Rehabilitation Services - Services that help you regain abilities, such as speech or walking, that have been impaired by an illness or injury. These services are given by nurses, and physical, occupational and speech therapists. Examples include working with a physical therapist to help you walk and with an occupational therapist to help you get dressed.

Routine Exams/Routine Examinations - Any physical exam or evaluation done, in accordance with plan guidelines for age and sex. The exam wouldn't normally have been done because there was no indication of illness or injury.

Service Area - The geographic area serviced by the health plan as approved by state and/or federal government(s), regulatory agencies and/or as detailed in the health plan's certificate of authority.

Services - Any type of health care you get, whether it's a check-up, a procedure in the hospital or a follow-up visit at a specialist's office.

Skilled Nursing Care - An intermediate level of care such as intravenous injections , changing of complex wound dressings or tube feedings that can only be done by a registered nurse or doctor but doesn't require inpatient status.

Skilled Nursing Facility (SNF) - Also referred to as a nursing home, but can be a part of a hospital. A place for stable patients who still need nursing care, rehabilitation or other health care services.

Special Enrollment Period (SEP) - The time when people with Medicare can change their benefits because something has changed in their life, such as moving or becoming eligible for Medicaid.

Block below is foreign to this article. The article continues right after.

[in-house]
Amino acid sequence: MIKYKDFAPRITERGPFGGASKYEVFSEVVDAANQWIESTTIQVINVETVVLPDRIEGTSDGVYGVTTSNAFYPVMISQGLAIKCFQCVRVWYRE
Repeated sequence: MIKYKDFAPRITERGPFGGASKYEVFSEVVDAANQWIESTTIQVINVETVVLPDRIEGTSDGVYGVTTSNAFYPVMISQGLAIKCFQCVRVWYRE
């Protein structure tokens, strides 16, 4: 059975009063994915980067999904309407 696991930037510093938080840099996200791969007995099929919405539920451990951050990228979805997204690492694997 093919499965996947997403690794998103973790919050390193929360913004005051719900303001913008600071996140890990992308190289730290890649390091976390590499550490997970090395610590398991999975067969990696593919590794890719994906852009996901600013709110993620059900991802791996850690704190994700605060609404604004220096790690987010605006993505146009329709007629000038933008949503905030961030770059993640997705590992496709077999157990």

Specialist - A doctor who focuses on one specific disease, part or system of the body.

Special Needs Plan (SNP) - A special type of Medicare Advantage Plan (Part C) that provides more focused and specialized health care for specific groups of people, such as those who have both Medicare and Medicaid. 

Specified Low-Income Medicare Beneficiary (SLMB) Program - A state program that helps pay Part B premiums for people who have Part A and limited income and resources.

Stand Alone Drug Plan - A stand alone drug plan that adds prescription drug coverage to Original Medicare, some Medicare Cost plans, some Medicare Private-Fee-for-Service plans, and Medicare Medical Savings Account plans. These plans are offered by insurance companies and other private companies approved by Medicare. Medicare Advantage Plans may also offer prescription drug coverage that follows the same rules as Medicare Prescription Drug plans.

Standard Pharmacy - A pharmacy that's part of a Medicare drug plan's network but isn't a Preferred Pharmacy. You may pay higher out-of-pocket costs if you get your prescription drugs from a non-preferred pharmacy instead of a preferred pharmacy. It was previously referred to as a non-preferred pharmacy. 

State Health Insurance Assistance Program (SHIP) - A state program that gets money from the Federal government to give free local health insurance counseling to people with Medicare.

Step Therapy - A coverage rule used by some Medicare Prescription Drug Plans that requires you to try one or more similar, lower cost drugs to treat your condition before the plan will cover the prescribed drug.

Summary of Benefits (SOB) - The document describing the details of your plan, including deductibles, coinsurance and copayments.

Tier - Groups of drugs that have a different cost for each group. A drug in a lower tier will cost you less than a drug in a higher tier.

Urgent Care - You really need to see a doctor, but it's not "emergency room serious." Examples include ear infections, urinary tract infections and sprains.

Urgently Needed Care - Care that you get outside of your Medicare health plan's service area for a sudden illness or injury that needs medical care right away but isn't life threatening. If it's not safe to wait until you get home to get care from a plan doctor, the health plan must pay for the care.